Care In Annealing

: The Working Of Steel

Not only will benefits in machining be found

by careful annealing of forgings but the subsequent troubles in

the hardening plant will be greatly reduced. The advantages in

the hardening start with the carburizing operation, as a steel of

uniform and fine grain size will carburize more uniformly, producing

a more even hardness and less chances for soft spots. The holes in

the gears will also close in more uniformly, not
causing some

gears to require excessive grinding and others with just enough

stock. Also all strains will have been removed from the forging,

eliminating to a great extent distortion and the noisy gears which

are the result.

With the steels used, for the heat-treated gears, always of a higher

carbon content, treatment after forging is necessary for machining, as

it would be impossible to get the required production from untreated

forgings, especially in the alloy steels. The treatment is more

delicate, due to the higher percentage of carbon and the natural

increase in cementite together with complex carbides which are

present in some of the higher types of alloys.

Where poor machining conditions in heat-treated steels are present

they are generally due to incomplete solution of cementite rather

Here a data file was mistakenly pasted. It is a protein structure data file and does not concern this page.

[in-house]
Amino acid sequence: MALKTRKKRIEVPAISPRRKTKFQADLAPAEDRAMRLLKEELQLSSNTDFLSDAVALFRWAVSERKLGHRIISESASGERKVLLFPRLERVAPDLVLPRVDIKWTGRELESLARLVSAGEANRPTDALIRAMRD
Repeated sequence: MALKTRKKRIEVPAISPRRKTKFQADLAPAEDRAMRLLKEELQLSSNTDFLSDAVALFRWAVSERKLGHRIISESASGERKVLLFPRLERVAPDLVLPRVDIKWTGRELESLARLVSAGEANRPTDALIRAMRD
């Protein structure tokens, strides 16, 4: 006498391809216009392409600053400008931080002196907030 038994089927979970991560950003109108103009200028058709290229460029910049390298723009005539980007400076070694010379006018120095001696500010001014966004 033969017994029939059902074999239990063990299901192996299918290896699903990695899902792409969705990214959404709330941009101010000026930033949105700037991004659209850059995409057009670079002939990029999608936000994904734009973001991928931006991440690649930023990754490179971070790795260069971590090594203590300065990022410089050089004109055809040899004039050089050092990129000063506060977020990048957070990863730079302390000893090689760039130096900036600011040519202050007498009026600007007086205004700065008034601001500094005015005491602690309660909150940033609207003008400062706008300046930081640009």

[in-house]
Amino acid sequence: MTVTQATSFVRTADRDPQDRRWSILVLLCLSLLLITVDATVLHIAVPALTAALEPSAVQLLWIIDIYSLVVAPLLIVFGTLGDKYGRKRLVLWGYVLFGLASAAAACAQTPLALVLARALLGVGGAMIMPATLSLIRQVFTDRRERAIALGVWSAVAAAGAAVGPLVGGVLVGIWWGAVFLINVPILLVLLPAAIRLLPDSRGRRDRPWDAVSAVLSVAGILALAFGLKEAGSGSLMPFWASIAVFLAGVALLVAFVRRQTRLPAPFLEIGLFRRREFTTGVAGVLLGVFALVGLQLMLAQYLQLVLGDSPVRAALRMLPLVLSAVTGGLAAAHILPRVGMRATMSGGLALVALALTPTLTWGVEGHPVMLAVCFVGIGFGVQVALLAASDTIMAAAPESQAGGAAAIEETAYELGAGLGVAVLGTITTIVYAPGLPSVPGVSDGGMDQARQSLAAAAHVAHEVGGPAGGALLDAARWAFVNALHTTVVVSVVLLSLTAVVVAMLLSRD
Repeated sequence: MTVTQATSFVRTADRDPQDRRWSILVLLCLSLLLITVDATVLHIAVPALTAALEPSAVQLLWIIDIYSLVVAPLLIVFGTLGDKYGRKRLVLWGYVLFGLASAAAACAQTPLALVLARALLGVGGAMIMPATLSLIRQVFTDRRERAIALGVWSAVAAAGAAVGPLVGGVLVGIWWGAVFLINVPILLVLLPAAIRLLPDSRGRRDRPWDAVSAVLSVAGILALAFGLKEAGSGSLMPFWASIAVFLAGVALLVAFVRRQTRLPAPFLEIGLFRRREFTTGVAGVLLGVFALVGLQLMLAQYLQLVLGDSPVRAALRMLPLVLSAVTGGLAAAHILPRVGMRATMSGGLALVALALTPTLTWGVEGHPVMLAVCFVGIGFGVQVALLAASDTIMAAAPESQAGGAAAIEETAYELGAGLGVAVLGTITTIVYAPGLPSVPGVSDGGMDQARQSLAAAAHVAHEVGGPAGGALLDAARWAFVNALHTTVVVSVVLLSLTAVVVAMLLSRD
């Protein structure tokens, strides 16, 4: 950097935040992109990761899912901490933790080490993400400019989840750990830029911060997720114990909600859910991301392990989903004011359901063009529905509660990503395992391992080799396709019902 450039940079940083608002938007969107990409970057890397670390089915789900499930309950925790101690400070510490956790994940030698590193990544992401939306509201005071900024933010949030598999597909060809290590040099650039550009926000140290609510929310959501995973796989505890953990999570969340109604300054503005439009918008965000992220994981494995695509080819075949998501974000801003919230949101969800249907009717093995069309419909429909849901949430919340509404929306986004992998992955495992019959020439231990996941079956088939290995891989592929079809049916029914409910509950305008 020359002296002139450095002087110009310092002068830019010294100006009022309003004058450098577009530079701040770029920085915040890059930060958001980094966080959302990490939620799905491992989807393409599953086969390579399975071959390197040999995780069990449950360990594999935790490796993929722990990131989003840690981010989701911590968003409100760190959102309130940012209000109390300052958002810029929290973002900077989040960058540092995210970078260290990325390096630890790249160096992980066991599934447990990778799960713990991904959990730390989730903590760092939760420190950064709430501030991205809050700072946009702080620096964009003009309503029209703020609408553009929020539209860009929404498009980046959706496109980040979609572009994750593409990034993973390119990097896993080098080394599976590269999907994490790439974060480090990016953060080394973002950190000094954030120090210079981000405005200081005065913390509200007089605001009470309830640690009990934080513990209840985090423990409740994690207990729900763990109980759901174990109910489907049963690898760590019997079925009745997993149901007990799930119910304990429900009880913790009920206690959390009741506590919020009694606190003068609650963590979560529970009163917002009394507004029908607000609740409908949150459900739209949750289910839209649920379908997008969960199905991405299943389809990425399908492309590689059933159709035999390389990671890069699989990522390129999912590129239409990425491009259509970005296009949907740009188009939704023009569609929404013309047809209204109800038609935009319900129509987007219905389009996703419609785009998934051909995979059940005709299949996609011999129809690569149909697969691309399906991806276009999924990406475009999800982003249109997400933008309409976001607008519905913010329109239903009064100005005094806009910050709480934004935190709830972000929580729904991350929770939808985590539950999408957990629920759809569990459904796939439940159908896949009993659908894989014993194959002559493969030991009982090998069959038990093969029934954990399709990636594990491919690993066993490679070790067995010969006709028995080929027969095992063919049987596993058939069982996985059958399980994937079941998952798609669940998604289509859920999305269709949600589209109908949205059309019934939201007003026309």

than bands of free ferrite, as in the case of case-hardening steels.

This segregation of carbon, as it is sometimes referred to, causes

hard spots which, in the forming of the tooth, cause the cutter

to ride over the hard metal, producing high spots on the face of

the tooth, which are as detrimental to satisfactory gear cutting

as the drops or low spots produced on the face of the teeth when

the pearlite is coarse-grained or in a banded condition.

In the simpler carburized steels it is not necessary to test the

forgings for hardness after annealing, but with the high percentages

of alloys in the carburizing steels and the heat-treated steels

a hardness test is essential.

To obtain the best results in machining, the microstructure of the

metal should be determined and a hardness range set that covers

the variations in structure that produce good machining results.

By careful control of the heat-treating operation and with the aid

of the Brinell hardness tester and the microscope it is possible

to continually give forgings that will machine uniformly and be

soft enough to give desired production. The following gives a few

of the hardness numerals on steel used in gear manufacture that

produce good machining qualities:

0.20 per cent carbon, 3 per cent nickel, 1-1/4; per cent

chromium--Brinell 156 to 170.

0.50 per cent carbon, 3 per cent nickel, 1 per cent chromium--Brinell

179 to 187.

0.50 per cent carbon chrome-vanadium--Brinell 170 to 179.